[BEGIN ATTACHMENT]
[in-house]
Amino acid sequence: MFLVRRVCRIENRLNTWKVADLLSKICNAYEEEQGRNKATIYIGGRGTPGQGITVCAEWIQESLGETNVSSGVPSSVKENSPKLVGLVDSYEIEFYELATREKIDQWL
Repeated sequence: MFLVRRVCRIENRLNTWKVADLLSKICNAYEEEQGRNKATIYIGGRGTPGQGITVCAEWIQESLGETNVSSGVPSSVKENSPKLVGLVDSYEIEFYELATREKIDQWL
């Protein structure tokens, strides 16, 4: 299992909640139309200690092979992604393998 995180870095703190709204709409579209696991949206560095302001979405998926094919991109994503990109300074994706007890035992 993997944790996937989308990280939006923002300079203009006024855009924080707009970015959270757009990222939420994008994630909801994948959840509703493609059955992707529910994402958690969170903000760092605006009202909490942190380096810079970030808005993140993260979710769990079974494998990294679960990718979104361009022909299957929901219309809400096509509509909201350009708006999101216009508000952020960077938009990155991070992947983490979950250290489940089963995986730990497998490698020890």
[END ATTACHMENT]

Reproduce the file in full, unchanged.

[in-house]
Amino acid sequence: MFLVRRVCRIENRLNTWKVADLLSKICNAYEEEQGRNKATIYIGGRGTPGQGITVCAEWIQESLGETNVSSGVPSSVKENSPKLVGLVDSYEIEFYELATREKIDQWL
Repeated sequence: MFLVRRVCRIENRLNTWKVADLLSKICNAYEEEQGRNKATIYIGGRGTPGQGITVCAEWIQESLGETNVSSGVPSSVKENSPKLVGLVDSYEIEFYELATREKIDQWL
């Protein structure tokens, strides 16, 4: 299992909640139309200690092979992604393998 995180870095703190709204709409579209696991949206560095302001979405998926094919991109994503990109300074994706007890035992 993997944790996937989308990280939006923002300079203009006024855009924080707009970015959270757009990222939420994008994630909801994948959840509703493609059955992707529910994402958690969170903000760092605006009202909490942190380096810079970030808005993140993260979710769990079974494998990294679960990718979104361009022909299957929901219309809400096509509509909201350009708006999101216009508000952020960077938009990155991070992947983490979950250290489940089963995986730990497998490698020890």